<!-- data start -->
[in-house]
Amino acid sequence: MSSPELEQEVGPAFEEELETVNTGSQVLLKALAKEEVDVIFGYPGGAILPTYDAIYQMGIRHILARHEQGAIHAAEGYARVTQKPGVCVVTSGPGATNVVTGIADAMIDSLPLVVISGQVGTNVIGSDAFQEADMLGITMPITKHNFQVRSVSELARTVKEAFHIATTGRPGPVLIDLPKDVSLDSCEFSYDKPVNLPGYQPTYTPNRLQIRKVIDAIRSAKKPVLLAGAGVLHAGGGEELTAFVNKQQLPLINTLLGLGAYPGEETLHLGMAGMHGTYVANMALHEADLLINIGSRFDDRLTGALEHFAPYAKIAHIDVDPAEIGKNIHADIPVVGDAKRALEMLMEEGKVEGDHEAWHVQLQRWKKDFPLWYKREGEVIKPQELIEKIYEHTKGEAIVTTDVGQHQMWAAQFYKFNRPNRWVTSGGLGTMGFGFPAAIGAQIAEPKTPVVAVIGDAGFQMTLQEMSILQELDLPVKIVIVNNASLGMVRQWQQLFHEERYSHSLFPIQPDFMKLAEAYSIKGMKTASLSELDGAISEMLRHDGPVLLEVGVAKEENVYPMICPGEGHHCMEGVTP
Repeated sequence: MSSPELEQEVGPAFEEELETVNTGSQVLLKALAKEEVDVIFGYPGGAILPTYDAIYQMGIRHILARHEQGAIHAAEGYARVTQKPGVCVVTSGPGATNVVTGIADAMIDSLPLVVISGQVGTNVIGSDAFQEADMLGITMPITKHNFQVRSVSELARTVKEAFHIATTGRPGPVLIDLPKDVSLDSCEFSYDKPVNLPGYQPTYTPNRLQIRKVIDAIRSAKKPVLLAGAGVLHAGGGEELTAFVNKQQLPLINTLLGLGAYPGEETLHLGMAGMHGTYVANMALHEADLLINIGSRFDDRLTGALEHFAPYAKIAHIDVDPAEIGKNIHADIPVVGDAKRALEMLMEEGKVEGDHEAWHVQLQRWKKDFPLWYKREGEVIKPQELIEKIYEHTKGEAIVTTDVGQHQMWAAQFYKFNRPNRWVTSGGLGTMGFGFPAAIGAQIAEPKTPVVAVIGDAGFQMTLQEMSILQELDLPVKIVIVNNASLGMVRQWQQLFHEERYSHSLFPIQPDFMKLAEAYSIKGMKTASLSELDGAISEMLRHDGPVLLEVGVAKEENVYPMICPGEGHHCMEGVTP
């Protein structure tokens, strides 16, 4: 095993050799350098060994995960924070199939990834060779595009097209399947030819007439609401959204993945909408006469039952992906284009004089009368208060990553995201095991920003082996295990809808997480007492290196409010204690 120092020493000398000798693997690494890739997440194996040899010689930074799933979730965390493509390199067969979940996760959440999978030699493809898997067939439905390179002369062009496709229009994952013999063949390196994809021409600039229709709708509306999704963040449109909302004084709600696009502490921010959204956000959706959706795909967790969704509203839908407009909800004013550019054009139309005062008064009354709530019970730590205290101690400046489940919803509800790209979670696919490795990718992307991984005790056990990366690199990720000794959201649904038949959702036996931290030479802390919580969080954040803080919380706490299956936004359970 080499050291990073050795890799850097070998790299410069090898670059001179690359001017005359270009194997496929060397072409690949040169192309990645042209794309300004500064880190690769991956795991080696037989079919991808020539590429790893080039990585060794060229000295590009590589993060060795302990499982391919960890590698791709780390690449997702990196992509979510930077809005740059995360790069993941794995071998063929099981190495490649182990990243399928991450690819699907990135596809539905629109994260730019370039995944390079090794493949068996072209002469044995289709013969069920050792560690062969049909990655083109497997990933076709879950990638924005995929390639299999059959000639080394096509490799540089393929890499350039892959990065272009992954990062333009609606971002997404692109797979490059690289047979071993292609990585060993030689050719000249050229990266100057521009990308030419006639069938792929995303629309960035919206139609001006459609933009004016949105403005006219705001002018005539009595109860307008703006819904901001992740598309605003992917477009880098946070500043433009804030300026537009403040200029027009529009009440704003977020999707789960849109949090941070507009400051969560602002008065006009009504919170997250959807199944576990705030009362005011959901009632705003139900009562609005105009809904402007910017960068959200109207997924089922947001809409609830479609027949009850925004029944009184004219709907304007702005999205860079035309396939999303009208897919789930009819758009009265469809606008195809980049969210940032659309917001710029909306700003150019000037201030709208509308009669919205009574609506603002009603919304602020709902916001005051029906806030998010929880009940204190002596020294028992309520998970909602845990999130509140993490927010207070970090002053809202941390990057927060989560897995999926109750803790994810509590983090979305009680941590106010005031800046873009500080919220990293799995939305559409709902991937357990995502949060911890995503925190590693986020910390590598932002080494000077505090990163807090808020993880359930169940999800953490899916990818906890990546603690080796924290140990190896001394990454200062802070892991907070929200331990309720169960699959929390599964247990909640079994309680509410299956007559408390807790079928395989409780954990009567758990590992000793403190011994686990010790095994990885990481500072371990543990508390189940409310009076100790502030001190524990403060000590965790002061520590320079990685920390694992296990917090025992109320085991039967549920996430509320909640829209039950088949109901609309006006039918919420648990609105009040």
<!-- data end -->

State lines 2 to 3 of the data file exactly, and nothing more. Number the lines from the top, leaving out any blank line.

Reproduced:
Amino acid sequence: MSSPELEQEVGPAFEEELETVNTGSQVLLKALAKEEVDVIFGYPGGAILPTYDAIYQMGIRHILARHEQGAIHAAEGYARVTQKPGVCVVTSGPGATNVVTGIADAMIDSLPLVVISGQVGTNVIGSDAFQEADMLGITMPITKHNFQVRSVSELARTVKEAFHIATTGRPGPVLIDLPKDVSLDSCEFSYDKPVNLPGYQPTYTPNRLQIRKVIDAIRSAKKPVLLAGAGVLHAGGGEELTAFVNKQQLPLINTLLGLGAYPGEETLHLGMAGMHGTYVANMALHEADLLINIGSRFDDRLTGALEHFAPYAKIAHIDVDPAEIGKNIHADIPVVGDAKRALEMLMEEGKVEGDHEAWHVQLQRWKKDFPLWYKREGEVIKPQELIEKIYEHTKGEAIVTTDVGQHQMWAAQFYKFNRPNRWVTSGGLGTMGFGFPAAIGAQIAEPKTPVVAVIGDAGFQMTLQEMSILQELDLPVKIVIVNNASLGMVRQWQQLFHEERYSHSLFPIQPDFMKLAEAYSIKGMKTASLSELDGAISEMLRHDGPVLLEVGVAKEENVYPMICPGEGHHCMEGVTP
Repeated sequence: MSSPELEQEVGPAFEEELETVNTGSQVLLKALAKEEVDVIFGYPGGAILPTYDAIYQMGIRHILARHEQGAIHAAEGYARVTQKPGVCVVTSGPGATNVVTGIADAMIDSLPLVVISGQVGTNVIGSDAFQEADMLGITMPITKHNFQVRSVSELARTVKEAFHIATTGRPGPVLIDLPKDVSLDSCEFSYDKPVNLPGYQPTYTPNRLQIRKVIDAIRSAKKPVLLAGAGVLHAGGGEELTAFVNKQQLPLINTLLGLGAYPGEETLHLGMAGMHGTYVANMALHEADLLINIGSRFDDRLTGALEHFAPYAKIAHIDVDPAEIGKNIHADIPVVGDAKRALEMLMEEGKVEGDHEAWHVQLQRWKKDFPLWYKREGEVIKPQELIEKIYEHTKGEAIVTTDVGQHQMWAAQFYKFNRPNRWVTSGGLGTMGFGFPAAIGAQIAEPKTPVVAVIGDAGFQMTLQEMSILQELDLPVKIVIVNNASLGMVRQWQQLFHEERYSHSLFPIQPDFMKLAEAYSIKGMKTASLSELDGAISEMLRHDGPVLLEVGVAKEENVYPMICPGEGHHCMEGVTP